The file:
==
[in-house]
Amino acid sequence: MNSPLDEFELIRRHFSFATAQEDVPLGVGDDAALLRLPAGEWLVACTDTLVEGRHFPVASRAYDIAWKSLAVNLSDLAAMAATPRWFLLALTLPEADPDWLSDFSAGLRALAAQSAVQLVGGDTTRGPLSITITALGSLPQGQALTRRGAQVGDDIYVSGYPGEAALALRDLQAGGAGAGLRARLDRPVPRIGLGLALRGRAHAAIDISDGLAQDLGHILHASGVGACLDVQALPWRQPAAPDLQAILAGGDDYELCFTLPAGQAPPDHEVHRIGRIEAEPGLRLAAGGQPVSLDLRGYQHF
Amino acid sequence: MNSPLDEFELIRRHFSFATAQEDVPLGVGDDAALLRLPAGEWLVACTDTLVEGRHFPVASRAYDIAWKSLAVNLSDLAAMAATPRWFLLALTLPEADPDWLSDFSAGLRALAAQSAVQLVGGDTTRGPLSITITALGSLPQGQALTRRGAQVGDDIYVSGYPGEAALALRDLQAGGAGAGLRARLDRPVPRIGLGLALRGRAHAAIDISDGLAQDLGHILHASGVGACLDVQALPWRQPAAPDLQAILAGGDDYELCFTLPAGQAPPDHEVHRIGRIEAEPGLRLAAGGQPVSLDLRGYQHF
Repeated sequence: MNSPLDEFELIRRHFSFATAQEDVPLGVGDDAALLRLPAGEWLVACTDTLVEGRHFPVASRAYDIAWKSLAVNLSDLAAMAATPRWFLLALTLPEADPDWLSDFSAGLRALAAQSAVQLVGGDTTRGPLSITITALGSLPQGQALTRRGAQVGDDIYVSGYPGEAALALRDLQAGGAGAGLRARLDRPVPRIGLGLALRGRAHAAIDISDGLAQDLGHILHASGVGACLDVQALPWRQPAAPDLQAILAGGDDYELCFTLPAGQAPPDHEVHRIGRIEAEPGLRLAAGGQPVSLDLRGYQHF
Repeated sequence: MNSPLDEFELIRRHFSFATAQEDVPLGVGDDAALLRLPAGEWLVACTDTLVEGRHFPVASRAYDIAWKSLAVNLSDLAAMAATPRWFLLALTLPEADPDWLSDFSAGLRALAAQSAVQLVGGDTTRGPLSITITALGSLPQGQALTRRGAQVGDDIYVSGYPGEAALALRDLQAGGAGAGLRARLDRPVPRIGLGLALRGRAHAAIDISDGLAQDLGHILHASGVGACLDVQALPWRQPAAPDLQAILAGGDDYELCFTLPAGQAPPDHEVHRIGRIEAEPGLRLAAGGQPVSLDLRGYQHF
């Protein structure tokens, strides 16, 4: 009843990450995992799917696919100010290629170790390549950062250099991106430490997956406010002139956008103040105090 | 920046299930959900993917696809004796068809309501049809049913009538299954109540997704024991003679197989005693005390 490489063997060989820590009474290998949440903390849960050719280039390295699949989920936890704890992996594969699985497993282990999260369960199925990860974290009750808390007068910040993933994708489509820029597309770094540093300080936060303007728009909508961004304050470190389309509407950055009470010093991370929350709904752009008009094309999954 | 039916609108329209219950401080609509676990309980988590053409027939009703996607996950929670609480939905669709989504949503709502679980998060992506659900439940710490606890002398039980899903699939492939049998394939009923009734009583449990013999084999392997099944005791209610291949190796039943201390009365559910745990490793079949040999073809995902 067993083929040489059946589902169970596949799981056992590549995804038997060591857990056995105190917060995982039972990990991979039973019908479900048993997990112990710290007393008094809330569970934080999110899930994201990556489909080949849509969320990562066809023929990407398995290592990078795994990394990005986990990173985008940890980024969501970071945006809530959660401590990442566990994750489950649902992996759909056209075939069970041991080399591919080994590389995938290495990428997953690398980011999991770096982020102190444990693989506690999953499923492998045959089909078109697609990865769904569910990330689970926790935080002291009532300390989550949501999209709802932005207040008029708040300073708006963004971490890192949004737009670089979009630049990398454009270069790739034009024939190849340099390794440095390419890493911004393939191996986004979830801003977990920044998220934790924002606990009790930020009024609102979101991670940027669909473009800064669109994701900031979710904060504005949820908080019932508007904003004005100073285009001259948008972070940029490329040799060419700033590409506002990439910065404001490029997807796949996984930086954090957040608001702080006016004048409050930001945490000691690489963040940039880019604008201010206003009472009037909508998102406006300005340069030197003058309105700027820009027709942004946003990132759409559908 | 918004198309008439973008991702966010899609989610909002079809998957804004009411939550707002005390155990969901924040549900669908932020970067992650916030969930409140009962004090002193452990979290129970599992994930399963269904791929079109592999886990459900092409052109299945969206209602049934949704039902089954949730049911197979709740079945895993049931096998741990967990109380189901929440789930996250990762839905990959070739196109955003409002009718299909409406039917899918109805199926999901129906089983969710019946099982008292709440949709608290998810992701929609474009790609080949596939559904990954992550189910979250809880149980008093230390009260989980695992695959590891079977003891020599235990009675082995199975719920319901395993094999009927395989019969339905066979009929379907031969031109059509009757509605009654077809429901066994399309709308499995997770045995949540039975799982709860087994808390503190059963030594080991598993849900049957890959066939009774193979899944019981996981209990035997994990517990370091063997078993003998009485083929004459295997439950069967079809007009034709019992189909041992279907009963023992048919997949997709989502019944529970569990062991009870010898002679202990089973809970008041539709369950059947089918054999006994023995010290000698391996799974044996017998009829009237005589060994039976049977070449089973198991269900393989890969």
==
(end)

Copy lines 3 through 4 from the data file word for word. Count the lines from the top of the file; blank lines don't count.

Amino acid sequence: MNSPLDEFELIRRHFSFATAQEDVPLGVGDDAALLRLPAGEWLVACTDTLVEGRHFPVASRAYDIAWKSLAVNLSDLAAMAATPRWFLLALTLPEADPDWLSDFSAGLRALAAQSAVQLVGGDTTRGPLSITITALGSLPQGQALTRRGAQVGDDIYVSGYPGEAALALRDLQAGGAGAGLRARLDRPVPRIGLGLALRGRAHAAIDISDGLAQDLGHILHASGVGACLDVQALPWRQPAAPDLQAILAGGDDYELCFTLPAGQAPPDHEVHRIGRIEAEPGLRLAAGGQPVSLDLRGYQHF
Repeated sequence: MNSPLDEFELIRRHFSFATAQEDVPLGVGDDAALLRLPAGEWLVACTDTLVEGRHFPVASRAYDIAWKSLAVNLSDLAAMAATPRWFLLALTLPEADPDWLSDFSAGLRALAAQSAVQLVGGDTTRGPLSITITALGSLPQGQALTRRGAQVGDDIYVSGYPGEAALALRDLQAGGAGAGLRARLDRPVPRIGLGLALRGRAHAAIDISDGLAQDLGHILHASGVGACLDVQALPWRQPAAPDLQAILAGGDDYELCFTLPAGQAPPDHEVHRIGRIEAEPGLRLAAGGQPVSLDLRGYQHF